So I’m reading away on the first in series of a new-to-me thriller author, enjoying the story line and the protagonist (tortured male assassin–one of my favorite kind of characters. Cliché, I know, but I still love ’em) and I come to the line “The smell of cordite hung heavy in the air” (or something like that). As I’m sure you can tell by the title of this post, there just might be something wrong with that.
Back when I was a newbie to the crime genre, I read as many crime novels as I could find, and it didn’t matter what year they were published. Often, I’d come across the cordite reference and I wondered, “what the heck is cordite?” So I looked it up. Turns out, cordite was a propellant much like gunpowder, used mainly in the UK.
Notice the past tense.
That’s because cordite is no longer around and it hasn’t been used since WWII. Now, I’m not trying to be all snarky about accuracy in books, since I’ve made mistakes in my own fiction (like using the word clip for magazine. Got called on that one a couple of times.) But the author claims to have several experts read their work for accuracy and it makes me wonder how “expert” those folks really are. This author is independently published, but I’ve read a few books by traditionally published, well-known thriller authors who used the same reference in fairly recent books. Aren’t they supposed to have fact-checkers? Or at least a good editor?
I’ve also read books where the character flipped the safety off on a Glock. A Glock doesn’t have an external safety . After reading the most recent book with that reference I gave the author the benefit of the doubt since guns weren’t their forte, and because it didn’t throw me too far out of the story. I do that with most of the books I read. Being an author myself, I realize how hard it is to make sure unfamiliar subjects are accurate, and the best you can do is research and try very hard to get it right. If the rest of the book is compelling, then a mistake here and there isn’t a deal breaker, at least for me.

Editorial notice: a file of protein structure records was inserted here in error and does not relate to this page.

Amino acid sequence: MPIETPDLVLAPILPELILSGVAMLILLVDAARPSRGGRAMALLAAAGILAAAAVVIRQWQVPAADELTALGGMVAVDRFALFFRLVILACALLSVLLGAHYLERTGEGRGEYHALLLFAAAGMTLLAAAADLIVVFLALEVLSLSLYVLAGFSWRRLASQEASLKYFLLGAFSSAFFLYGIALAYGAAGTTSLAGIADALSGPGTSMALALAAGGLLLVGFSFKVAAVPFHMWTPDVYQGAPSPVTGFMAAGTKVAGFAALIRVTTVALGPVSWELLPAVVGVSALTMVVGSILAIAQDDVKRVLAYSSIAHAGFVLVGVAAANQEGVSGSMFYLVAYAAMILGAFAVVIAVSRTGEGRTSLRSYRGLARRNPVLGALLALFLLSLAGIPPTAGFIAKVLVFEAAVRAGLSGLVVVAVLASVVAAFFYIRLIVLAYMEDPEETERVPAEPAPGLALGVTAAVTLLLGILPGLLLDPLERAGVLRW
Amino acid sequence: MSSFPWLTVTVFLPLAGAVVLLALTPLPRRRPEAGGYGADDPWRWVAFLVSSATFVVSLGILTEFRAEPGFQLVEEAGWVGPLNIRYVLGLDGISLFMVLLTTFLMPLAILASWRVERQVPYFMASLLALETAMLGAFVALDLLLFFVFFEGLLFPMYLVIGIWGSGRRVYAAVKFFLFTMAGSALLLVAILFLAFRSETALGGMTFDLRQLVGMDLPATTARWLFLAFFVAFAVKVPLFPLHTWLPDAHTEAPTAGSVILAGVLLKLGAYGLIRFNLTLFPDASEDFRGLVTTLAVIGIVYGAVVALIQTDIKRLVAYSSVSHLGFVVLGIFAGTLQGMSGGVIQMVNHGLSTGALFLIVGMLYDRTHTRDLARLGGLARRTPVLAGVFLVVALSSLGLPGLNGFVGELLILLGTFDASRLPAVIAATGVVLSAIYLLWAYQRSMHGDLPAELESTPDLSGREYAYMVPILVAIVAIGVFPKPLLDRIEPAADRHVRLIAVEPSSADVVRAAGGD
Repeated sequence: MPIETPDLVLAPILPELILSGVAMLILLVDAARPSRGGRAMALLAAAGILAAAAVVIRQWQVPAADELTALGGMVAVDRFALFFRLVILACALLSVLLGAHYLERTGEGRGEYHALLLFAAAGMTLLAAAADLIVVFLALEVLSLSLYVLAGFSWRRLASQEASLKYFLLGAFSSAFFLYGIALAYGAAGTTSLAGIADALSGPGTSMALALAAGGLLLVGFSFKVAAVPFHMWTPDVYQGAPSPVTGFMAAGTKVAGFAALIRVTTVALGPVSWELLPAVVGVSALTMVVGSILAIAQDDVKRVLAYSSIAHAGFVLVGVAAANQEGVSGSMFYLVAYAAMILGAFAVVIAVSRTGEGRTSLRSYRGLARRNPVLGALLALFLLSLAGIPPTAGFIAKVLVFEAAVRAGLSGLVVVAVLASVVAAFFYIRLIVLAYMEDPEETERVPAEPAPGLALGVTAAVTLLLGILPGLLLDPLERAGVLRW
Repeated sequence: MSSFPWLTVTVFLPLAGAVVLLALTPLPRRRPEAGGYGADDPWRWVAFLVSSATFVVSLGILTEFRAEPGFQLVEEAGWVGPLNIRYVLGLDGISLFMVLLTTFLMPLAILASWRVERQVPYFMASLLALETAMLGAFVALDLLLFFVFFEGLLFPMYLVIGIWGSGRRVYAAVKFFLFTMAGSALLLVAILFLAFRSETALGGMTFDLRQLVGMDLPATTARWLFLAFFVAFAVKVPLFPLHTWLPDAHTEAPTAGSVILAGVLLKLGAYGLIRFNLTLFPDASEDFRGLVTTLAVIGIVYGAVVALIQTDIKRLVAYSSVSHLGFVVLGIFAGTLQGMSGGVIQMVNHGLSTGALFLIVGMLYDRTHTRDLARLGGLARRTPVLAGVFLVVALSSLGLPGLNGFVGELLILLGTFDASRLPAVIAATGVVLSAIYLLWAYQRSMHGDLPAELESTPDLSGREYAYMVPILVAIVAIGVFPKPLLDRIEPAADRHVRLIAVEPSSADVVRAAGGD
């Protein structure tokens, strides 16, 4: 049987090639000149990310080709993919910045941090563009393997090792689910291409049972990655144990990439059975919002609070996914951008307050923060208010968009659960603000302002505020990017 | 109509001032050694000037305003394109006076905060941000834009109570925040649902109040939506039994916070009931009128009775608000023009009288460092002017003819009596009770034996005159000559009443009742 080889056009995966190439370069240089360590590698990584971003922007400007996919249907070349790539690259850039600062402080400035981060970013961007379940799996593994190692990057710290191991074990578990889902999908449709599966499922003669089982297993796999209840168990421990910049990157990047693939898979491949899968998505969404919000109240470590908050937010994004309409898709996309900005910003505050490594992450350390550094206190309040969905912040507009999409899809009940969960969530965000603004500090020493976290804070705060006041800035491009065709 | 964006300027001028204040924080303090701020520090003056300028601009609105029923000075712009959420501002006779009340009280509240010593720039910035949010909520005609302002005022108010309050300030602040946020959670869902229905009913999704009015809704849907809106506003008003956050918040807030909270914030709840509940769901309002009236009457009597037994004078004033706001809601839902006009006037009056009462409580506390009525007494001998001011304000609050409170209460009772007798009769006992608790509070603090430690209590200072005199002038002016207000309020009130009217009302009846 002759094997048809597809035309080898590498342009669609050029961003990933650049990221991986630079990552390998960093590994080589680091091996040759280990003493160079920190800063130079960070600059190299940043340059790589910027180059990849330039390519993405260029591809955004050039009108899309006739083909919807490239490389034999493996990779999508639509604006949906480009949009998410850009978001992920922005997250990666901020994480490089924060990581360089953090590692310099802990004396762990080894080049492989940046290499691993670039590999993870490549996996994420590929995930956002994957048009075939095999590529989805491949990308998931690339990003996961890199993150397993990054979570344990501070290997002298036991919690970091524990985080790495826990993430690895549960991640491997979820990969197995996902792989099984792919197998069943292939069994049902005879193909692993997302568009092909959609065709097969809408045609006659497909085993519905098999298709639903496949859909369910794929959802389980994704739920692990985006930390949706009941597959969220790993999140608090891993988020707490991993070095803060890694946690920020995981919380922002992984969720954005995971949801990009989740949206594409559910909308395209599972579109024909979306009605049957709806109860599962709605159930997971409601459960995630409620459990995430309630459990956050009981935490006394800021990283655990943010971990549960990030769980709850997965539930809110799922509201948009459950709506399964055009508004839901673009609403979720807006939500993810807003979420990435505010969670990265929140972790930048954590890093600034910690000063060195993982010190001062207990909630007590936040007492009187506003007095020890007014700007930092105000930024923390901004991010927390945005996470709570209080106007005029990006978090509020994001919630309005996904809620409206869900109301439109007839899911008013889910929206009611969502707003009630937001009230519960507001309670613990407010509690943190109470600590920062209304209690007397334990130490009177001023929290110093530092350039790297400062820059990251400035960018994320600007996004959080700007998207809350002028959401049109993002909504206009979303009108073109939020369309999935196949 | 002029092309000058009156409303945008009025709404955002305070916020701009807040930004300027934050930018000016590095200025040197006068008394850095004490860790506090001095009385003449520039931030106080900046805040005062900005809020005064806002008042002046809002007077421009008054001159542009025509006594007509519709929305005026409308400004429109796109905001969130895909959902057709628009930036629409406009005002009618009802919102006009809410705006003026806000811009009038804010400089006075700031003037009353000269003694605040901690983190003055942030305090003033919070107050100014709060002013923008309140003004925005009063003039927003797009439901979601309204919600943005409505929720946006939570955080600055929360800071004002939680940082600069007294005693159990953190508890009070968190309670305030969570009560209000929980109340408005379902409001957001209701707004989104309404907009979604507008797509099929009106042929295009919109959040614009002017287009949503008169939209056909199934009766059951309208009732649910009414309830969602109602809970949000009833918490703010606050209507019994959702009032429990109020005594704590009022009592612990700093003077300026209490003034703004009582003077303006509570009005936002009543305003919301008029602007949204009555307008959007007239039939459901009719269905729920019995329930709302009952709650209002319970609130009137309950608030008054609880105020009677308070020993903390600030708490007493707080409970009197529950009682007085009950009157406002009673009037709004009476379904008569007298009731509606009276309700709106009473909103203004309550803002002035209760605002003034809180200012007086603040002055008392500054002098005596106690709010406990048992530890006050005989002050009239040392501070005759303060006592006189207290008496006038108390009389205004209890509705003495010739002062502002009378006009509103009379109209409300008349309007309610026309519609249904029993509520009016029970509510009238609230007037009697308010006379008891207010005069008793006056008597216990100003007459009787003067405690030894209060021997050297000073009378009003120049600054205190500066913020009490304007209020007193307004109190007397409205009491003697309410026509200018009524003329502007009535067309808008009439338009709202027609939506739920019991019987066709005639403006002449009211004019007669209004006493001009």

The one thing that does make me throw the book across the room, though, and I’ve touched on this before, is when a male writer tries to write a female and either makes her a one-dimensional, convenient character, or puts lipstick on a dude and calls it good.
But, then again, being female is one subject where I have plenty of experience 🙂
How about you? Do you give authors the benefit of the doubt when you notice a mistake, or do you throw the book across the room? Better yet, do you tell them?